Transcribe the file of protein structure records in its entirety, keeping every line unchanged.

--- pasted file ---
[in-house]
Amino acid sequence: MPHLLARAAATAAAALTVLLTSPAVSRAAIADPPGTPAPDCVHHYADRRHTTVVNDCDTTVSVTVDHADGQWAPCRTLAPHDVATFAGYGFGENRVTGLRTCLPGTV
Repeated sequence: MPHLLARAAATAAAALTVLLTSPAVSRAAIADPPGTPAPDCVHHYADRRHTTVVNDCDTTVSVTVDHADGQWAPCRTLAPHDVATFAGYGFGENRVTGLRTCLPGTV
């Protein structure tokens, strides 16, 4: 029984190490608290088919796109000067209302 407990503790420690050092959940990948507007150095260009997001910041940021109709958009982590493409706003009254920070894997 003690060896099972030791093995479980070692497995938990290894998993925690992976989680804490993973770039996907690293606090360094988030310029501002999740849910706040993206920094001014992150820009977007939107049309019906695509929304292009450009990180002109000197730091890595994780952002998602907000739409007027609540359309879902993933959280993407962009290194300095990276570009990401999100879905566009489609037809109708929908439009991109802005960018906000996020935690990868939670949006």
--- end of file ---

[in-house]
Amino acid sequence: MPHLLARAAATAAAALTVLLTSPAVSRAAIADPPGTPAPDCVHHYADRRHTTVVNDCDTTVSVTVDHADGQWAPCRTLAPHDVATFAGYGFGENRVTGLRTCLPGTV
Repeated sequence: MPHLLARAAATAAAALTVLLTSPAVSRAAIADPPGTPAPDCVHHYADRRHTTVVNDCDTTVSVTVDHADGQWAPCRTLAPHDVATFAGYGFGENRVTGLRTCLPGTV
């Protein structure tokens, strides 16, 4: 029984190490608290088919796109000067209302 407990503790420690050092959940990948507007150095260009997001910041940021109709958009982590493409706003009254920070894997 003690060896099972030791093995479980070692497995938990290894998993925690992976989680804490993973770039996907690293606090360094988030310029501002999740849910706040993206920094001014992150820009977007939107049309019906695509929304292009450009990180002109000197730091890595994780952002998602907000739409007027609540359309879902993933959280993407962009290194300095990276570009990401999100879905566009489609037809109708929908439009991109802005960018906000996020935690990868939670949006």